Visitors were banned from Queensland’s K’gari, or Fraser Island, during the busy Easter break, but one couple was already there and found themselves stuck on the world’s largest sand island during lockdown.
Kevin and Adele Hockey were the only residents in a group of holiday homes on the island’s eastern side at Poyungan Rocks and have found themselves living a kind of Robinson Crusoe existence as they navigate the normally packed beaches on their own.
The couple have been travelling Australia for the past four years after they packed up their Brisbane home, bought a motorhome and created a travel blog, Indefinite Leave, sharing their journey and advising others on how to do the trip.
Mr Hockey had already visited Fraser Island twice on fishing trips and when he and Adele were offered the chance to be caretakers of a group of holiday homes, they didn’t hesitate.
They travelled to the island on March 4, expecting to be looking after tourists during one of the busiest holiday periods.
At that time, coronavirus was only just starting to impact Australia.
This changed quickly as the number of cases in the country started to increase.
Visitors banned as restrictions kick in
On March 25, the Queensland government closed all camping areas and campsites.
The couple were visited by police on March 29 to explain the new conditions and social distancing rules.
They would only be allowed to go for walks on the beach and fishing for food, and could not travel to other parts of the island except to get essential supplies.
The resorts on the island quickly closed, with Kingfisher and Eurong resorts advising they would take no more guests until June.
All visitors to the island have been banned until May 31, and travel to the island has been restricted to island community residents, resort caretakers, island businesses and essential services.
The tour buses, four-wheel drive companies and adventure tours have stopped and the tourists who used to drive up and down the beach in front of the holiday homes have disappeared.
The island’s townships of Orchid Beach, the Cathedrals, Happy Valley, Eurong and Kingfisher Resort have became ghost towns with only skeleton staff.
“Eli Creek, Lake McKenzie, the Maheno Wreck and Champagne Pools are all normally bursting with people enjoying the island hotspots. Now there is no one,” Mr Hockey said.
As the only residents in the Fraser Beachfront Holidays accommodation houses at Poyungan Rocks, located halfway between Eurong and Happy Valley, seeing a car travelling down the beach is cause for excitement.
“It is so freaky, you are used to seeing all the backpacker tourist buses going up and down the island and if you would walk down on the beach, you would look up and down to make sure you don’t get run over.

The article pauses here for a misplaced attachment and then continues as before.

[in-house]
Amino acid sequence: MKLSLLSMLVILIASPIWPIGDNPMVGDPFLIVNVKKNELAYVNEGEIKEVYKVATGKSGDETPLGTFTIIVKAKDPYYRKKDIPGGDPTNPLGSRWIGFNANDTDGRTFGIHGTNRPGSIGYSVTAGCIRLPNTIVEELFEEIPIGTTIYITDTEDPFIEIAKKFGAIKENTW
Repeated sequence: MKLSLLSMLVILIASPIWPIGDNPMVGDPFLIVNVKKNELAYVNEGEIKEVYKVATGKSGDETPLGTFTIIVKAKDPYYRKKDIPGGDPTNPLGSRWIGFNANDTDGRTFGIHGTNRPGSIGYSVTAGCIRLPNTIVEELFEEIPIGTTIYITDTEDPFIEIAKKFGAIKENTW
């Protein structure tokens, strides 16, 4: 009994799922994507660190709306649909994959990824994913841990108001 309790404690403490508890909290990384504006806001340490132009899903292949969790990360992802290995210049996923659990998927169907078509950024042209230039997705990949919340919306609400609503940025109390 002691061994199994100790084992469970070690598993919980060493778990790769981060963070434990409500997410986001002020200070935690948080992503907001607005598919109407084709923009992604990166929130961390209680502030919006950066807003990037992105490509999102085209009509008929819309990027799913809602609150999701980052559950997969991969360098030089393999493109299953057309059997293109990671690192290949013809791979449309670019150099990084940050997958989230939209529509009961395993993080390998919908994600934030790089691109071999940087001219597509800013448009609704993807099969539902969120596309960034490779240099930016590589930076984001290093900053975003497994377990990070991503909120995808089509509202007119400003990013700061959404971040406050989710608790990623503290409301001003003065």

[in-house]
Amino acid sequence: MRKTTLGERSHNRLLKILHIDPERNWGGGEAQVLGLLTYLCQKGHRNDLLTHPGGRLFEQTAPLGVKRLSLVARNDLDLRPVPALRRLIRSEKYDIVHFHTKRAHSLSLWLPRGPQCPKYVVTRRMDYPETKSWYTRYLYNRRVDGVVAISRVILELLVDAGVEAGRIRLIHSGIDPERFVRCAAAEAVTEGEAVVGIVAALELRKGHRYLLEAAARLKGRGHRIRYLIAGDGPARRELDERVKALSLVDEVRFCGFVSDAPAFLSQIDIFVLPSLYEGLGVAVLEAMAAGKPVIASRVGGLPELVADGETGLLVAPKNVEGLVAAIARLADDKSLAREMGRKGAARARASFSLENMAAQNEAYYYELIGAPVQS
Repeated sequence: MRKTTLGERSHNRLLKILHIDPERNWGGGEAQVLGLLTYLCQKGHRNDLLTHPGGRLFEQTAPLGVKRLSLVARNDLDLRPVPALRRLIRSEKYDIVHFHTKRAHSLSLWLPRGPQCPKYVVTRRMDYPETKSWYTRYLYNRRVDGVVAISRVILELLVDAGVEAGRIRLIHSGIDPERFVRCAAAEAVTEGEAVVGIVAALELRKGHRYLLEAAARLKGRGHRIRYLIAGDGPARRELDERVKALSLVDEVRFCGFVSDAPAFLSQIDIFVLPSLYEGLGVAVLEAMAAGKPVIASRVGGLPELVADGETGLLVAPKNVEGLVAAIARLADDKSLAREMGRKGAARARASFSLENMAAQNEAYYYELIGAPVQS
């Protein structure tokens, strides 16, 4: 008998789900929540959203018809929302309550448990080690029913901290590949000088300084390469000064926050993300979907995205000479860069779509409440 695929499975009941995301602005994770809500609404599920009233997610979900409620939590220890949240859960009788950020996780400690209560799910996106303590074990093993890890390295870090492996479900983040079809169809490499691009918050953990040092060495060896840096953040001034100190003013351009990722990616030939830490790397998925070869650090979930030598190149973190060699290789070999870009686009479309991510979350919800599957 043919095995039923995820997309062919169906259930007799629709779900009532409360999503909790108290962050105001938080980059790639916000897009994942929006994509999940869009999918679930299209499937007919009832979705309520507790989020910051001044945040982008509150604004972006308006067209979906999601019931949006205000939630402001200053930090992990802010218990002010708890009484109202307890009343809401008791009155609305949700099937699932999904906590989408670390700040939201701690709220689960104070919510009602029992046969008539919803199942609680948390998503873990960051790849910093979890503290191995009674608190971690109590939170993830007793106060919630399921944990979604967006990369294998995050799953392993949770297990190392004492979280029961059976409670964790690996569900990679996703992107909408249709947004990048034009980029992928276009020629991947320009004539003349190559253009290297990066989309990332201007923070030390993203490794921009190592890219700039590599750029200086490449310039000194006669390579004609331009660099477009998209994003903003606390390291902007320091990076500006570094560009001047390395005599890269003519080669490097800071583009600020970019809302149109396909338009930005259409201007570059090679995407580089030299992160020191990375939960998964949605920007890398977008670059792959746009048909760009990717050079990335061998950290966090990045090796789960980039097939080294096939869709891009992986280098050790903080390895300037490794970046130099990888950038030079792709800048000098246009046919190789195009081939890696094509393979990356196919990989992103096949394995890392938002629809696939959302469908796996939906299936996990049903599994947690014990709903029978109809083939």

“Now you get excited if you see a car and wave to them. It’s usually police.”
Dingoes disappear too
Even the island’s dingoes have disappeared.
Fraser Island has become a hotspot for dingo activity and it was only during the last Easter holidays a toddler had his skull fractured by two dingoes at a campsite on the island.
But Mr Hockey said they were seeing fewer dingoes than they normally would.
“I saw one yesterday for the first time in a week. Normally I’d see them all the time,” he said.
“They’ve gone into the centre of the island looking for food.
“Normally they’d be nearer here looking for scraps left behind [by humans].”
The lack of tourists on the island has been welcomed by Save Fraser Island Dingoes Association.
Spokeswoman Cheryl Bryant said Easter was traditionally the “busiest time on the island”.
‘Win-win’ for the wildlife
A Department of Environment and Science [DES] spokesperson advised between 10,000 and 14,000 people normally visited the island over the Easter break.
“This will be a reprieve for all of the wildlife and for the environment,” Ms Bryant said.
“I know it will be difficult for the economy, but for the wildlife it is a win-win.”
As for the Hockeys, they were expected to be on the island until the end of July.
But the caretakers who were supposed to take over from them were in South Africa and may not get back in time.
The Hockeys were prepared in advance for long stretches of time alone, with limited access to shops and resources.
“We brought a lot of food over. We have a couple of months of supplies,” Mr Hockey said.
“And we’ve been catching our own fish to stretch it out a bit.
“There are shops here which had begun stocking up for Easter – they’ve been hit really hard so we are able to stock up there if we have to.
“But we had worked out a meal planner for six weeks [before arriving there] and we shopped off that.”
No rest for the caretakers
Even though the island is deserted, there is still work to be done.
“There is a lot of maintenance,” Mr Hockey said.
“We operate off generators and solar and we have to maintain the lawns and the yard.
“We are having a big problem with lawn grubs and we are dealing with that.”
Even though there were not many people on the island, they still were not allowed to travel around or gather in groups, and police and rangers were on the island ensuring everyone followed the rules.
“It’s a little bit Robinson Crusoe,” Mr Hockey said.
“We’ve also been asked where Wilson is a few times [from the Tom Hanks film Castaway].”